The Tata group has always been active in the social sector. Similarly, Infosys now has a philanthropic wing, Infosys Foundation. It has now introduced a sabbatical scheme, where managers are loaned for a year to NGOs. Navin Krishna Tarur, Lead Consultant, is now on a sabbatical with IAD (Institute of Applied Dermatology), Kasargod. IAD is an NGO, working on an integrated approach for the treatment of filaria, by combining various systems of medicine like ayurveda, allopathy, homoeopathy, physiotherapy and yoga. With his managerial experience, he is helping in creating strategies, and in lobbying the government bodies such as Ayush, for greater recognition. Appreciating the initiative, he says, “This opportunity has enriched me so much, as I have interacted and understood local issues and initiatives.”
Recognising this, many companies are reaching out, not just with funds, but with involvement. The involvement even helps them fine-tune their activities. “Companies, whose CSR activities are located in the area where they operate, are better off as they know the real issues there. Also it is a way of helping the local community, and environment, from where the company is using resources of land, water and air,” says Vinay.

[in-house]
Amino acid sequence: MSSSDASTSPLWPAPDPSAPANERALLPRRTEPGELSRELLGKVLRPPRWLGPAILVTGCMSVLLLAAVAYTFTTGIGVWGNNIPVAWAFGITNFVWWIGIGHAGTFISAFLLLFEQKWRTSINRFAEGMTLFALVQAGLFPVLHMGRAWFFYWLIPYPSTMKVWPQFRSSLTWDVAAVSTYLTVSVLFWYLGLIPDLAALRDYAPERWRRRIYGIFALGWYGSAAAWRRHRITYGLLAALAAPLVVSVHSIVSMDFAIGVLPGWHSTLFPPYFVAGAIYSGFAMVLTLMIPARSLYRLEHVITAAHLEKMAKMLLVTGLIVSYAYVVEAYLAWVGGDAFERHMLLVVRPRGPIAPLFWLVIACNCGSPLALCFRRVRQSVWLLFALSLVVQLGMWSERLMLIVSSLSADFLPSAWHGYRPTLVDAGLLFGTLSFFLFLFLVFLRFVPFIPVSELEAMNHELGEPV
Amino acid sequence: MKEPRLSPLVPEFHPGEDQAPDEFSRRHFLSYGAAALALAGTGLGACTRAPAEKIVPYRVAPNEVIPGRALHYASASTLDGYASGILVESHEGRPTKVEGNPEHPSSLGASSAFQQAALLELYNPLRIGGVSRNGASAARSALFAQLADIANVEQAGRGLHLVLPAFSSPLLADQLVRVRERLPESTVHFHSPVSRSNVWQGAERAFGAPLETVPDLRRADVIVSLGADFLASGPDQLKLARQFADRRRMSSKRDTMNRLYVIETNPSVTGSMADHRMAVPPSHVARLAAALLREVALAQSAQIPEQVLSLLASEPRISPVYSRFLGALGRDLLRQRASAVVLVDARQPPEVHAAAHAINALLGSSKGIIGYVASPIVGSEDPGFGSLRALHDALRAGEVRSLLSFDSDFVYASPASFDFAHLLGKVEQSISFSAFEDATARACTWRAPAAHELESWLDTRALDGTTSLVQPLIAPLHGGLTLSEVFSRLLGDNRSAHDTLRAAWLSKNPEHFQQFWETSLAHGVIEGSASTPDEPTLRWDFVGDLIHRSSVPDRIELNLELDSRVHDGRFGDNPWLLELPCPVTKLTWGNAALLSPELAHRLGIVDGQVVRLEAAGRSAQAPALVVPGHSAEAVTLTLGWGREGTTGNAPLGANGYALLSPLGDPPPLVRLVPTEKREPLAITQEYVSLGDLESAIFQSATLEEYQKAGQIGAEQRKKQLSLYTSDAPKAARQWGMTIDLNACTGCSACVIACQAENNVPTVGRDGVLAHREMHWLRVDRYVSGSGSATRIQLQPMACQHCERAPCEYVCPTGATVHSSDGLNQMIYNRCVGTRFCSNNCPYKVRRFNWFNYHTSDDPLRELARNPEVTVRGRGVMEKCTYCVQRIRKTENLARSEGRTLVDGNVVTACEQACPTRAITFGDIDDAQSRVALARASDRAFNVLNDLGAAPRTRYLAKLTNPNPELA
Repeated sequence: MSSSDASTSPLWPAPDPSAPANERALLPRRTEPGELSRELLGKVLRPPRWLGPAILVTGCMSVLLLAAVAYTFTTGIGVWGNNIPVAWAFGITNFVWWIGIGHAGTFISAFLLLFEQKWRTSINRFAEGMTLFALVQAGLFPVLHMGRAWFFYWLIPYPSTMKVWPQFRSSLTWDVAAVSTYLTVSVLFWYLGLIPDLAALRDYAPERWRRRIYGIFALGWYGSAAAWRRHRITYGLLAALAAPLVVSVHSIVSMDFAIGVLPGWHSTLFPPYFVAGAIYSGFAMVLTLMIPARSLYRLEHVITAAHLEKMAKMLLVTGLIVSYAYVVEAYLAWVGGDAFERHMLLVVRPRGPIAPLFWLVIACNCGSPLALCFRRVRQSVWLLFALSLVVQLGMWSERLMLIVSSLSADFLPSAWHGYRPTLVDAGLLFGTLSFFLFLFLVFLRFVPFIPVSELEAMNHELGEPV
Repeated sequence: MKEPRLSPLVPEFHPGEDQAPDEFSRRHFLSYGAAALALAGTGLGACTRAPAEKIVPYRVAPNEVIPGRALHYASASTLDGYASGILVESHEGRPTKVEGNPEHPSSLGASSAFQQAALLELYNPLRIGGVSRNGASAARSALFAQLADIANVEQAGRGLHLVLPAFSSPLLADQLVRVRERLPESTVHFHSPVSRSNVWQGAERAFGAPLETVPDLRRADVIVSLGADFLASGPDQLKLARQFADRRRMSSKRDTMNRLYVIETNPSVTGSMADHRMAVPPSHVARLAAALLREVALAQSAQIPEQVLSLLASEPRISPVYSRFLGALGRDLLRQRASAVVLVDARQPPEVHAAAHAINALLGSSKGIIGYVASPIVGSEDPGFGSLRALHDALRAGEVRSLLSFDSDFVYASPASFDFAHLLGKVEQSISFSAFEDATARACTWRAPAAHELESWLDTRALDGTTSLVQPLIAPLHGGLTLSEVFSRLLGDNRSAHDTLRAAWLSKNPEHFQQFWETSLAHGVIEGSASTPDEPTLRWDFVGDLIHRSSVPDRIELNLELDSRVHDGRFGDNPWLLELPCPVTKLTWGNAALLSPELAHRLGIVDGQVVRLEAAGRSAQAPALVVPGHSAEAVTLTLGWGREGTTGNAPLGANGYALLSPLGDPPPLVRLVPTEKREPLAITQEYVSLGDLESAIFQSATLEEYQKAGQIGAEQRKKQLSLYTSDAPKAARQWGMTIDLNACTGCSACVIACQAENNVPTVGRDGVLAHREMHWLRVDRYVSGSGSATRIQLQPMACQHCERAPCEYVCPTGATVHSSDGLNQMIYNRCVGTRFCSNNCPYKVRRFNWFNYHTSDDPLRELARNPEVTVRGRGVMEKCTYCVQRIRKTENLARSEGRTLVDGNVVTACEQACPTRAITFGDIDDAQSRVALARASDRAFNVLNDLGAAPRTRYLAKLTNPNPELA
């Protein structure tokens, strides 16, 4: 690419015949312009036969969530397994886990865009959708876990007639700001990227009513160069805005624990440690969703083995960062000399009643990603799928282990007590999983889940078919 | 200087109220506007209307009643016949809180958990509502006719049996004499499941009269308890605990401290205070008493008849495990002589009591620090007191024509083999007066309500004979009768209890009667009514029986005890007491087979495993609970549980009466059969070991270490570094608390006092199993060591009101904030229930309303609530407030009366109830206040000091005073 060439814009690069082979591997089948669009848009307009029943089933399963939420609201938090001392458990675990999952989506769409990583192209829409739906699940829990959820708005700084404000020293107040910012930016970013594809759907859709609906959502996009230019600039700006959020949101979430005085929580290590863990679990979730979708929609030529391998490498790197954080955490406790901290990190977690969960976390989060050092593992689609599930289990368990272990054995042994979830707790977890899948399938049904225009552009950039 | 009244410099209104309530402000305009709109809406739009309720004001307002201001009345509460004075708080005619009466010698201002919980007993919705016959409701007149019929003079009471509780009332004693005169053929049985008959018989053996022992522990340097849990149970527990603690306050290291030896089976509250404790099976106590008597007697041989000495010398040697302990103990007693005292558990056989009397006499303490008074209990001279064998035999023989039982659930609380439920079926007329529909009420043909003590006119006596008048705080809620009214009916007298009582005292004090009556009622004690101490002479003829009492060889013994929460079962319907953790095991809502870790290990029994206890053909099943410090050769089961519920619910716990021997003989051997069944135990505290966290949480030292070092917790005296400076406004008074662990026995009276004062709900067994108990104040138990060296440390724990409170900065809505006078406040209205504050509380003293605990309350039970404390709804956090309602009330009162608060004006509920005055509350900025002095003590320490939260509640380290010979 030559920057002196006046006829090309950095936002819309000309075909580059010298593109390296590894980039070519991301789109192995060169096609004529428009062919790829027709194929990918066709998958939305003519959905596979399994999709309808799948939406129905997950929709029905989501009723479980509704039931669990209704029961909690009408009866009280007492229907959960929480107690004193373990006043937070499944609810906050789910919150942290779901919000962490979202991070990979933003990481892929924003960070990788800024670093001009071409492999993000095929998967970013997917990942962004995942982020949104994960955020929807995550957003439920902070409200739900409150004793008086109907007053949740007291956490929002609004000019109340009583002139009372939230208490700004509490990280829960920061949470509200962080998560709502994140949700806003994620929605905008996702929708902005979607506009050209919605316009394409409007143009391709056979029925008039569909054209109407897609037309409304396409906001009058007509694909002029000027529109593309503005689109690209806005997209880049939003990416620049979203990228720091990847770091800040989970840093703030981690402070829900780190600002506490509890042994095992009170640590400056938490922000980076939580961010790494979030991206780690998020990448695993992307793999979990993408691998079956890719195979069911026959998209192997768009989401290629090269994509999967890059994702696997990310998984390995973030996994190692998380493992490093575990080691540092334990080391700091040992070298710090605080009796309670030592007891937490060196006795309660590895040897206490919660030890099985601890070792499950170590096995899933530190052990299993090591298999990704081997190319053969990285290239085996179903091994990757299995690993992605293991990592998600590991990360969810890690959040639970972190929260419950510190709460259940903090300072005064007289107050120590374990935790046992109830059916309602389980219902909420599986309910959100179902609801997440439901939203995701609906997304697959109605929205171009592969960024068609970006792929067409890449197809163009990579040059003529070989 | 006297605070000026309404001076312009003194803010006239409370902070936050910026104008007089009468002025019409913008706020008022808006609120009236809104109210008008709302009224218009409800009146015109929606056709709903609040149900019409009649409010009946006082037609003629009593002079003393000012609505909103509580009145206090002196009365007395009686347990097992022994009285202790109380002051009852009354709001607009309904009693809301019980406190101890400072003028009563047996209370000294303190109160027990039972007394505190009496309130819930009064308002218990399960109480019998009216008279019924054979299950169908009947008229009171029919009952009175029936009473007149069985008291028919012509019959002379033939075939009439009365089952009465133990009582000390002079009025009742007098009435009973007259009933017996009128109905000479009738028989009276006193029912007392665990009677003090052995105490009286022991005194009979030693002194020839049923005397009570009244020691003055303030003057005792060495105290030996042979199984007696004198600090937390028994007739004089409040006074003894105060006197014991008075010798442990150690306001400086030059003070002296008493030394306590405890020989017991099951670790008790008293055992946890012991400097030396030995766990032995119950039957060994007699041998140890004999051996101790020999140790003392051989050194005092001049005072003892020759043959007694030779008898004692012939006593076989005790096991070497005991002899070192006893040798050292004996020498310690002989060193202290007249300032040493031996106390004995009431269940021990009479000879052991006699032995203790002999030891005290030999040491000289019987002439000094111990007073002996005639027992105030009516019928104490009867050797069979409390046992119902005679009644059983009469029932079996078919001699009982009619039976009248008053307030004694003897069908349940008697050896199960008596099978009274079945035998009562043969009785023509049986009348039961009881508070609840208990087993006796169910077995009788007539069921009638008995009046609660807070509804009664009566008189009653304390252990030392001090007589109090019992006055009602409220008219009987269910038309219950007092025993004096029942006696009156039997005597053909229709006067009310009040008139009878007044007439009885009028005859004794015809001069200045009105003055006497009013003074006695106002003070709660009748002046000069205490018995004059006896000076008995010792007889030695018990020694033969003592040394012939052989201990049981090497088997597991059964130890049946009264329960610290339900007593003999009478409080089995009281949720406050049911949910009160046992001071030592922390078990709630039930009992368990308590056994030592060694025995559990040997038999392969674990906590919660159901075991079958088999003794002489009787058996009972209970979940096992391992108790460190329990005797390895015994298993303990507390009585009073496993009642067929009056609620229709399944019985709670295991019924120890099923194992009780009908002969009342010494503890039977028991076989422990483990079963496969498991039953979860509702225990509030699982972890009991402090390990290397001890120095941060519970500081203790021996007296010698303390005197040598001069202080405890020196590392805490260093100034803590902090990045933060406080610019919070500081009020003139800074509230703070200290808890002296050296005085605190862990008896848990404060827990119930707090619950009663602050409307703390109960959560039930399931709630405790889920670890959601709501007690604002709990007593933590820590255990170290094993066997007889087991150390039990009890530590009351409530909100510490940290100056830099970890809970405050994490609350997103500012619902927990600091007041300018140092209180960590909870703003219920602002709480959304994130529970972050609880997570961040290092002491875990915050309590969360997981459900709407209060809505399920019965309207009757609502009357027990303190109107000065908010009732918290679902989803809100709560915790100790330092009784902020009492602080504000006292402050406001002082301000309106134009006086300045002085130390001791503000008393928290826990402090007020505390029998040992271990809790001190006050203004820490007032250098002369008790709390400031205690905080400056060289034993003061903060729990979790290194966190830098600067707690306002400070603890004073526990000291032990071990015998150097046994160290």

Individual social responsibility
There are no clear benchmarks for an NGO, as it is a subtle aspect that they seek to address. “The first factor is whether the work of that NGO is coming from the heart,” says Vinay. This naturally requires involvement and interaction. As Prof Mani says, “A thorough knowledge of the area in which the NGO is working, is necessary before analysing these factors. So, everywhere, involvement and dedication of some time is essential. Reading the reports and meeting the beneficiaries could also help increase the credibility.”